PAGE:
Supported Data Format
|$1,234||_($* #,##0.00_);_($* (#,##0.00);_($* "-"??_);_(@_)||12345||$12,345.00|
|3/14/01 13:30||m/d/yy h:mm;@||11/8/13 10:55|
|3/14/01 1:30 PM||m/d/yy h:mm AM/PM;@||11/8/13 10:55 AM|
|*1:30:55 PM||AM/PM hh:mm:ss||10:55:30||AM 10:55:30|
|1:30 PM||h:mm AM/PM;@||10:55 AM|
|1:30:55 PM||h:mm:ss AM/PM;@||10:55:30 AM|
|*3/14/01 1:30 PM||m/d/yy h:mm AM/PM;@||11/8/13 10:55 AM|
|*3/14/01 13:30||m/d/yy h:mm;@||11/8/13 10:55|
|Up to one digit||# ?/?||0.25||1/4|
|Up to two digits||# ??/??||0.84||21/25|
|Up to three digits||# ???/???||0.33085896||312/943|
|As halves||# ?/2||0.5||1/2|
|As quarters||# ?/4||0.5||2/4|
|As eighths||# ?/8||0.5||4/8|
|As sixteens||# ??/16||0.3||8/16|
|As tenths||# ?/10||0.3||3/10|
|As hundredths||# ??/100||0.25||30/100|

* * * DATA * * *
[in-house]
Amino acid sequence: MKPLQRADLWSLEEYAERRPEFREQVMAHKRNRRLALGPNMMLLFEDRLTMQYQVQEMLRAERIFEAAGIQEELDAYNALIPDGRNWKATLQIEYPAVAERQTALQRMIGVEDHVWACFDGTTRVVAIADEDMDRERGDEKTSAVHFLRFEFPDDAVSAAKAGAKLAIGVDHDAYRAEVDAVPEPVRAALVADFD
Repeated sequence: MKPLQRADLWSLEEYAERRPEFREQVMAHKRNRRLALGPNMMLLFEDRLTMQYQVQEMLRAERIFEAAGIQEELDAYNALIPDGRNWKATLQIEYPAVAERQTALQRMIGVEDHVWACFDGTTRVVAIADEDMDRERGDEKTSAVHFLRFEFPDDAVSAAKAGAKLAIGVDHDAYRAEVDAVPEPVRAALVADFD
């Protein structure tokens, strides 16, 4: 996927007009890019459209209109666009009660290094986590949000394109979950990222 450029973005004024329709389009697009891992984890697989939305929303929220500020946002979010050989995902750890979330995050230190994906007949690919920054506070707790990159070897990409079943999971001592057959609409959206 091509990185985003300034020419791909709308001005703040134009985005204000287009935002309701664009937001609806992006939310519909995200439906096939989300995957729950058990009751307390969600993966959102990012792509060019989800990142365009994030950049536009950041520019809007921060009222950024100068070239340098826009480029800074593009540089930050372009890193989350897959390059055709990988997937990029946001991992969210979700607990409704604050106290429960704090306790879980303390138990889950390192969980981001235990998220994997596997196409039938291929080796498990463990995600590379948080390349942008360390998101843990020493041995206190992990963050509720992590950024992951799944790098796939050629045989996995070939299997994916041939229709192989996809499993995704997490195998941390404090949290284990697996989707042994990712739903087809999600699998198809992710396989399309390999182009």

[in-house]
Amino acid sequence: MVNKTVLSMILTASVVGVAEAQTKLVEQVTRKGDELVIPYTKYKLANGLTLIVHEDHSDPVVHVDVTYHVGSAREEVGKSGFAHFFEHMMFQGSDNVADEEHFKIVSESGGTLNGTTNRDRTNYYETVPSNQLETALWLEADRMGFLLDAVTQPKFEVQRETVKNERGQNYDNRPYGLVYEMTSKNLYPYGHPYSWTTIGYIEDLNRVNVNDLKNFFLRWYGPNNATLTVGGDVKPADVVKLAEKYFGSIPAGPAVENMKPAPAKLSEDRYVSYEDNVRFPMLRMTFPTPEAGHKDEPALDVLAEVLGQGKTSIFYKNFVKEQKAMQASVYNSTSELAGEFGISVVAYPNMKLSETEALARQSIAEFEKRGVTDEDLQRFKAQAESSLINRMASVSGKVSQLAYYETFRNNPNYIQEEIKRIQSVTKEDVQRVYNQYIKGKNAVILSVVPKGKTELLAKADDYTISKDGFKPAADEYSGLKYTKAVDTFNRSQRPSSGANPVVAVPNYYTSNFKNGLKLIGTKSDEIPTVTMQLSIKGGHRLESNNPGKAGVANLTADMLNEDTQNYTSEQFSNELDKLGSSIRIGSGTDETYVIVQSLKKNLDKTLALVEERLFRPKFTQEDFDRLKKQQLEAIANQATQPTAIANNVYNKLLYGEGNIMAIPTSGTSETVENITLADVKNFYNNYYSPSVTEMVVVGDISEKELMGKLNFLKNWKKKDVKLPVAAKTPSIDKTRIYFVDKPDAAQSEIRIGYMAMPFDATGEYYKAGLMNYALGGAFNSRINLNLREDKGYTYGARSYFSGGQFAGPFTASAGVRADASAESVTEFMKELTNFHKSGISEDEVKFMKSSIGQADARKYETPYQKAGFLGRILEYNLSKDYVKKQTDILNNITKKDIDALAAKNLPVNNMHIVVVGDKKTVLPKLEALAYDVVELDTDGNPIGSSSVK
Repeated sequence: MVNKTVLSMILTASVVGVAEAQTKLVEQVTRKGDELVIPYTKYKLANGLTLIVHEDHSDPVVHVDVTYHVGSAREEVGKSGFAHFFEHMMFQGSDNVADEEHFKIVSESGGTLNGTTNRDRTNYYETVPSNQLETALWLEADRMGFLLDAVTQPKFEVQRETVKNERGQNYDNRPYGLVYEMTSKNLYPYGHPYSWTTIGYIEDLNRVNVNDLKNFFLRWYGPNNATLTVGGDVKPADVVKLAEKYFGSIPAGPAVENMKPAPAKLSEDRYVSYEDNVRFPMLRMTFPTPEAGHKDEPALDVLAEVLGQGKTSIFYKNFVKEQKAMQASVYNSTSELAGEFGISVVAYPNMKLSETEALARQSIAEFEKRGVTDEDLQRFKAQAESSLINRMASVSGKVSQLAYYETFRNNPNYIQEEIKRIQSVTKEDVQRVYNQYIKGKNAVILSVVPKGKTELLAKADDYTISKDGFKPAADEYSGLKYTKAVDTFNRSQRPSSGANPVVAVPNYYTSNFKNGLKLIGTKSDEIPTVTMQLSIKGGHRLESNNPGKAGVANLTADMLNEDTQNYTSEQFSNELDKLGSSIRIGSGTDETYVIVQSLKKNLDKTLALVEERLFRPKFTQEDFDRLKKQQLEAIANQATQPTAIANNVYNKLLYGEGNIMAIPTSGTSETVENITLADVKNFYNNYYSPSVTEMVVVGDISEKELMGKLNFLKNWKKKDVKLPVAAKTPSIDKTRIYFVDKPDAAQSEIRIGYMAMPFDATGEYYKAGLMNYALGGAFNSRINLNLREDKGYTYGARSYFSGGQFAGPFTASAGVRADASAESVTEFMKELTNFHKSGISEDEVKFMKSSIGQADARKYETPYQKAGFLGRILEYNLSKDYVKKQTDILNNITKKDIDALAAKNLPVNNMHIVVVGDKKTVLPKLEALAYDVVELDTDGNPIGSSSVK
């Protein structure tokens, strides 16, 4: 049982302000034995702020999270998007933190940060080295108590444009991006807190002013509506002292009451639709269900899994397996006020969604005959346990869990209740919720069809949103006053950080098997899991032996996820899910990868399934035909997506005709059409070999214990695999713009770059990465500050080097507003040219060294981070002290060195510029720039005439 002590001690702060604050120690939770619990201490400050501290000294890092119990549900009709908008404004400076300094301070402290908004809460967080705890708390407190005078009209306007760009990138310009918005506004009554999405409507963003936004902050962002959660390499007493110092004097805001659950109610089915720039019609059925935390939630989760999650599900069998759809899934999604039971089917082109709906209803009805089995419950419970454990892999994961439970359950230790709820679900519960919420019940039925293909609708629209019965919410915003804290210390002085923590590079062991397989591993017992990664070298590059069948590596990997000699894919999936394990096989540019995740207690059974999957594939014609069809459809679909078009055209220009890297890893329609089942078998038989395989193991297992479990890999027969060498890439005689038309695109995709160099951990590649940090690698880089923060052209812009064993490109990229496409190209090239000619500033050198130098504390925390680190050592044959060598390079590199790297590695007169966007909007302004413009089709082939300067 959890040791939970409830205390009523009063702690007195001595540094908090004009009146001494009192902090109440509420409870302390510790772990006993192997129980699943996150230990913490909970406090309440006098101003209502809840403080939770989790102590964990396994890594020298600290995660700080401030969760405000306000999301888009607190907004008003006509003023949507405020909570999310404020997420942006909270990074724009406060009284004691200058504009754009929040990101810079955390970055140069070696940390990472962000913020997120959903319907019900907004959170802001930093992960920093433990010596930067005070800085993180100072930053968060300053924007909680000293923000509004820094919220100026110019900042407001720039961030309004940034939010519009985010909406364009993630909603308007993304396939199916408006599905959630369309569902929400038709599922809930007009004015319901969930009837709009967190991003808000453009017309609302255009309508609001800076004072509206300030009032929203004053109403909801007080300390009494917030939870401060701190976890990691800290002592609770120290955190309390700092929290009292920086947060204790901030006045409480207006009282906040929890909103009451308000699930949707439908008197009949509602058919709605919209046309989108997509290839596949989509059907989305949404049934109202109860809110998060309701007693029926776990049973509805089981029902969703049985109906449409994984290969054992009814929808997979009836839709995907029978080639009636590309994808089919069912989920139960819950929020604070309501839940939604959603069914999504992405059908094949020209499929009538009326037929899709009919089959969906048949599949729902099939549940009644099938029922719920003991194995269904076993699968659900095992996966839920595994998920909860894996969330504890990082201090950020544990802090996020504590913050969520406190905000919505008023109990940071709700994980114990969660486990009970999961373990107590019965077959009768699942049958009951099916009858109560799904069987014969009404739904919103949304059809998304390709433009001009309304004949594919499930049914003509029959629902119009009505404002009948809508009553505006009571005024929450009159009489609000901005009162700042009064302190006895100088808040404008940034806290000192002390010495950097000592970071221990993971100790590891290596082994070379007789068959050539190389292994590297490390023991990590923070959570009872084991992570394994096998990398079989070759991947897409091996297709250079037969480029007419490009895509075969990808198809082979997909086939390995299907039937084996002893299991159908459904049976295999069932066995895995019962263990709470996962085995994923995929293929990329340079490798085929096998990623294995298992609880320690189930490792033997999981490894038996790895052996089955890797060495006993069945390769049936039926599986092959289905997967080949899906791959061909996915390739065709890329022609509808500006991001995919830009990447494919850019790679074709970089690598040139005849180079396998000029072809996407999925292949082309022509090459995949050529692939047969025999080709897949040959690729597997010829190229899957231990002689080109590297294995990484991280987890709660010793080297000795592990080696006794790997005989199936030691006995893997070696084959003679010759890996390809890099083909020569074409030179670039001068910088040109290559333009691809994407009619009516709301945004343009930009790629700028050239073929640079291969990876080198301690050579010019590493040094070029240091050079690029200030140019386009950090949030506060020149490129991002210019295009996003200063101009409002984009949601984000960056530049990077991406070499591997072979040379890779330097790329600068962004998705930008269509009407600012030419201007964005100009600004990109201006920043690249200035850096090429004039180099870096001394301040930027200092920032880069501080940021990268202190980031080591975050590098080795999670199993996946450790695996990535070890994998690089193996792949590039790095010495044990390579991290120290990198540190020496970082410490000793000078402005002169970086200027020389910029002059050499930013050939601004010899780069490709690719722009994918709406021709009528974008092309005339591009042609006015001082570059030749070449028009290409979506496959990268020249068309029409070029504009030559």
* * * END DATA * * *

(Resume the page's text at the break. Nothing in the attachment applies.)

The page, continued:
|Zip Code + 4||00000-0000||123451234||12345-1234|
|Social Security Number||000-00-0000||123456789||123-45-6789|
Syntax for Custom Number Format
To create a custom number format, you can start from one of the built-in number formats as a starting point. You can change it to create your own custom number format.
A number format can have up to 2 sections, separated by semicolons. These symbol sections define the format for positive numbers (including zero) and negative numbers respectively.
For example, you can create the following custom format:
You do not have to include all symbol sections in your custom number format. If you specify only one code section, it is used for all numbers.
For Including Text
To display both text and numbers in a cell, enclose the text characters in double quotation (" "). For example, type the format $0.00" Surplus";$-0.00" Shortage" to display a positive amount as "$125.74 Surplus" and a negative amount as "$-125.74 Shortage." Note that there is one space character before both "Surplus" and "Shortage" in each symbol section.